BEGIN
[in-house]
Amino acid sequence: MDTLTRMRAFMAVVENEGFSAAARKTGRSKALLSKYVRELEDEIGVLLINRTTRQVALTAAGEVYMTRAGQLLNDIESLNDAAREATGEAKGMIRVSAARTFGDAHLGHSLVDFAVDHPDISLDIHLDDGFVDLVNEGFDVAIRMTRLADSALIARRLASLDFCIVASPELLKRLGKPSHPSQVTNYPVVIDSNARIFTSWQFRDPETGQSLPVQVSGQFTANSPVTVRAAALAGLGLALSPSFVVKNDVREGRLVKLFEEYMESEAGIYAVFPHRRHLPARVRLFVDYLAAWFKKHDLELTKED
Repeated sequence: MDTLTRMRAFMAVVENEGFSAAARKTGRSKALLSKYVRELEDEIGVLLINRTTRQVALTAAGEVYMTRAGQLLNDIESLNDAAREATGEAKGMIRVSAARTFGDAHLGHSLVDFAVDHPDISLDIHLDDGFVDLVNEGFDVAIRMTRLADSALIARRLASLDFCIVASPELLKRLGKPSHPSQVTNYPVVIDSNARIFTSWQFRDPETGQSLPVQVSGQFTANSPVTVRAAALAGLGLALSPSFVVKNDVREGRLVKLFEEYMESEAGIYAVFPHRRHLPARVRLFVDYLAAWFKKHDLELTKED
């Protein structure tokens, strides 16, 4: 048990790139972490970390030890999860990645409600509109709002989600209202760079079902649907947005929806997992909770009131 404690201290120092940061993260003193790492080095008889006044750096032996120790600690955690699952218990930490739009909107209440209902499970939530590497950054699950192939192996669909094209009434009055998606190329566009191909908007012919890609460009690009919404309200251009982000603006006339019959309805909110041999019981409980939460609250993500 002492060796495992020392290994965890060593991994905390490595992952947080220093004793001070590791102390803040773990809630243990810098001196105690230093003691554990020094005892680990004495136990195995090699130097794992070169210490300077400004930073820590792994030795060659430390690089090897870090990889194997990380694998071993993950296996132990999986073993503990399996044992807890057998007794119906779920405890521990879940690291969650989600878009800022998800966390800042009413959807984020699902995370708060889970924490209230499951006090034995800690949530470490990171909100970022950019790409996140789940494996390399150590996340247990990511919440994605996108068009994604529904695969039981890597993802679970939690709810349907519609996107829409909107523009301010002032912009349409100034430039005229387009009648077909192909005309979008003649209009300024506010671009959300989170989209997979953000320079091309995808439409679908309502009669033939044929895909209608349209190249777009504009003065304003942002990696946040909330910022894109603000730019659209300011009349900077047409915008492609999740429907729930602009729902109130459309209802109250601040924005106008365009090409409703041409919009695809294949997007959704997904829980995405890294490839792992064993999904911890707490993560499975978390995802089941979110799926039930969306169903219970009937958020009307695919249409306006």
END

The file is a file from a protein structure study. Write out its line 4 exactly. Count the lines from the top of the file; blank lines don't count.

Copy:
């Protein structure tokens, strides 16, 4: 048990790139972490970390030890999860990645409600509109709002989600209202760079079902649907947005929806997992909770009131 404690201290120092940061993260003193790492080095008889006044750096032996120790600690955690699952218990930490739009909107209440209902499970939530590497950054699950192939192996669909094209009434009055998606190329566009191909908007012919890609460009690009919404309200251009982000603006006339019959309805909110041999019981409980939460609250993500 002492060796495992020392290994965890060593991994905390490595992952947080220093004793001070590791102390803040773990809630243990810098001196105690230093003691554990020094005892680990004495136990195995090699130097794992070169210490300077400004930073820590792994030795060659430390690089090897870090990889194997990380694998071993993950296996132990999986073993503990399996044992807890057998007794119906779920405890521990879940690291969650989600878009800022998800966390800042009413959807984020699902995370708060889970924490209230499951006090034995800690949530470490990171909100970022950019790409996140789940494996390399150590996340247990990511919440994605996108068009994604529904695969039981890597993802679970939690709810349907519609996107829409909107523009301010002032912009349409100034430039005229387009009648077909192909005309979008003649209009300024506010671009959300989170989209997979953000320079091309995808439409679908309502009669033939044929895909209608349209190249777009504009003065304003942002990696946040909330910022894109603000730019659209300011009349900077047409915008492609999740429907729930602009729902109130459309209802109250601040924005106008365009090409409703041409919009695809294949997007959704997904829980995405890294490839792992064993999904911890707490993560499975978390995802089941979110799926039930969306169903219970009937958020009307695919249409306006």